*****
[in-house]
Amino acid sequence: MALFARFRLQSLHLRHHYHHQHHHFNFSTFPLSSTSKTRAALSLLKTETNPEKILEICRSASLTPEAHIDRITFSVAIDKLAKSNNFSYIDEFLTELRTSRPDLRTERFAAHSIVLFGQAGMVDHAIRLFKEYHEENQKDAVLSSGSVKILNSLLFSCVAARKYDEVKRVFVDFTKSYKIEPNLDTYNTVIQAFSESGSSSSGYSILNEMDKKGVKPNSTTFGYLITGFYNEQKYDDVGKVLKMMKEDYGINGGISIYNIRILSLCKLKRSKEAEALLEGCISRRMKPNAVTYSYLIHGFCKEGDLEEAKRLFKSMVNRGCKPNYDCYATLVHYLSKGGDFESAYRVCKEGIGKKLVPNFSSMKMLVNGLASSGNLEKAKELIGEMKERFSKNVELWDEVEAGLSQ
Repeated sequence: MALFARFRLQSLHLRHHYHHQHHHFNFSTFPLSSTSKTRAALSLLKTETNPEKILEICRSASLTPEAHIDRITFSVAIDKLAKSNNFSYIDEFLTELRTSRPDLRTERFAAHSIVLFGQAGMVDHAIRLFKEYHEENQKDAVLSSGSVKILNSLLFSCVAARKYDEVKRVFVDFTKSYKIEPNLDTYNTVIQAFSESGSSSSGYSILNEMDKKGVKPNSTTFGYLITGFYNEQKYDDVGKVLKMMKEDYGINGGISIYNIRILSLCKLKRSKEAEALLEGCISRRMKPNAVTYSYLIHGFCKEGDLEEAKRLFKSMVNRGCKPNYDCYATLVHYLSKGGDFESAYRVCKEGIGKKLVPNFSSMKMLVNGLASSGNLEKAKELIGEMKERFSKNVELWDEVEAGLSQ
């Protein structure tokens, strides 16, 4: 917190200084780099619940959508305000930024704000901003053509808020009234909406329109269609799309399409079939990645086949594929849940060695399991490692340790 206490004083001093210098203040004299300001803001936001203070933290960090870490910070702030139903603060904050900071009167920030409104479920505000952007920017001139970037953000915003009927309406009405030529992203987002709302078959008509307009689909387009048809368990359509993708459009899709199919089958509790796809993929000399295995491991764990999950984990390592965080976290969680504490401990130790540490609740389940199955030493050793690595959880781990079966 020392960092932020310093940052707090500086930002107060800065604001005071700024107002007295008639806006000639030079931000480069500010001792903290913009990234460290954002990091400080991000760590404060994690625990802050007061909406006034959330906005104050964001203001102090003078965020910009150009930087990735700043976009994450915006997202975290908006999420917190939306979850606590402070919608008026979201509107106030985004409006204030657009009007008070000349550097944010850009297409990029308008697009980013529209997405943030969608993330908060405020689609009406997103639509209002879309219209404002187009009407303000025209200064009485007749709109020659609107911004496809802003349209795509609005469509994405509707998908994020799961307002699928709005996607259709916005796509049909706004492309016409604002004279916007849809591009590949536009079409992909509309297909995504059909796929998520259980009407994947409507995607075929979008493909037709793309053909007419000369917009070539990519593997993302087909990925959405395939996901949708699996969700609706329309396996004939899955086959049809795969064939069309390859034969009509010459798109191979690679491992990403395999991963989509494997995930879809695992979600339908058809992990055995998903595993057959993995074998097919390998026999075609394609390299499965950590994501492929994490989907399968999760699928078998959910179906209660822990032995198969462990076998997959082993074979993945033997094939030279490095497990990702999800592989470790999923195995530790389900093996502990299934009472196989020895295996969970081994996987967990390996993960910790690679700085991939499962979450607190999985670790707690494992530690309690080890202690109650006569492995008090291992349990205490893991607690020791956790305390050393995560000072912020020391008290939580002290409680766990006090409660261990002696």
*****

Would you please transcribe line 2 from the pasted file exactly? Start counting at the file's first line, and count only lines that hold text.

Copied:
Amino acid sequence: MALFARFRLQSLHLRHHYHHQHHHFNFSTFPLSSTSKTRAALSLLKTETNPEKILEICRSASLTPEAHIDRITFSVAIDKLAKSNNFSYIDEFLTELRTSRPDLRTERFAAHSIVLFGQAGMVDHAIRLFKEYHEENQKDAVLSSGSVKILNSLLFSCVAARKYDEVKRVFVDFTKSYKIEPNLDTYNTVIQAFSESGSSSSGYSILNEMDKKGVKPNSTTFGYLITGFYNEQKYDDVGKVLKMMKEDYGINGGISIYNIRILSLCKLKRSKEAEALLEGCISRRMKPNAVTYSYLIHGFCKEGDLEEAKRLFKSMVNRGCKPNYDCYATLVHYLSKGGDFESAYRVCKEGIGKKLVPNFSSMKMLVNGLASSGNLEKAKELIGEMKERFSKNVELWDEVEAGLSQ